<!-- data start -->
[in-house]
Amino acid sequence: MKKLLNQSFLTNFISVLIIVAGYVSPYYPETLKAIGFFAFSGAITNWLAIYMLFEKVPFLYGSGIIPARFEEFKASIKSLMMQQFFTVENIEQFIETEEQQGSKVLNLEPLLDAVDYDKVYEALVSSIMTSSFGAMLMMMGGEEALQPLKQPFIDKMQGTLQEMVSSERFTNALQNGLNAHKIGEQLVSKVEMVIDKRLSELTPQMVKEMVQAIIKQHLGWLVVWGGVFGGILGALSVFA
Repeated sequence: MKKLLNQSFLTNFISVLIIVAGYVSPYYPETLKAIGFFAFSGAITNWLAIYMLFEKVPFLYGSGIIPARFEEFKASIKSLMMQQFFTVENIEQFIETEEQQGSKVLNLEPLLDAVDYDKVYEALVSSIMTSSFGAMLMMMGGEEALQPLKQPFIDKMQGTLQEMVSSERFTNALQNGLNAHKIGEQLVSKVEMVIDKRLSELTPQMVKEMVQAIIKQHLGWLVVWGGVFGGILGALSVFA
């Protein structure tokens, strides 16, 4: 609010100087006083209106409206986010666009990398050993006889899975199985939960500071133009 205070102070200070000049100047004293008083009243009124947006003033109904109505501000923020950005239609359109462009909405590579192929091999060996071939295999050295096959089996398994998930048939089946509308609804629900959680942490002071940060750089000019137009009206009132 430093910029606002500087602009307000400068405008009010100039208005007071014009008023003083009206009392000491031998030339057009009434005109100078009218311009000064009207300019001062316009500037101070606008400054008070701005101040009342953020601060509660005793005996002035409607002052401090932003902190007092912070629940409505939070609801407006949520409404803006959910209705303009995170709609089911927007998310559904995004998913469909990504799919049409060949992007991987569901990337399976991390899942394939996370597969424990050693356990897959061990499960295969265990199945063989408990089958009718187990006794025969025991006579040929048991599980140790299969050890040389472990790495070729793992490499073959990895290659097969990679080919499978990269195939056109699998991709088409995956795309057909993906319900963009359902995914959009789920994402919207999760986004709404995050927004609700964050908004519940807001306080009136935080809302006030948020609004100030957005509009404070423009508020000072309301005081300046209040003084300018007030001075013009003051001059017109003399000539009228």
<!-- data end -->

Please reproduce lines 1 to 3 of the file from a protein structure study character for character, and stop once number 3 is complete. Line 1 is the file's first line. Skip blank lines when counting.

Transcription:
[in-house]
Amino acid sequence: MKKLLNQSFLTNFISVLIIVAGYVSPYYPETLKAIGFFAFSGAITNWLAIYMLFEKVPFLYGSGIIPARFEEFKASIKSLMMQQFFTVENIEQFIETEEQQGSKVLNLEPLLDAVDYDKVYEALVSSIMTSSFGAMLMMMGGEEALQPLKQPFIDKMQGTLQEMVSSERFTNALQNGLNAHKIGEQLVSKVEMVIDKRLSELTPQMVKEMVQAIIKQHLGWLVVWGGVFGGILGALSVFA
Repeated sequence: MKKLLNQSFLTNFISVLIIVAGYVSPYYPETLKAIGFFAFSGAITNWLAIYMLFEKVPFLYGSGIIPARFEEFKASIKSLMMQQFFTVENIEQFIETEEQQGSKVLNLEPLLDAVDYDKVYEALVSSIMTSSFGAMLMMMGGEEALQPLKQPFIDKMQGTLQEMVSSERFTNALQNGLNAHKIGEQLVSKVEMVIDKRLSELTPQMVKEMVQAIIKQHLGWLVVWGGVFGGILGALSVFA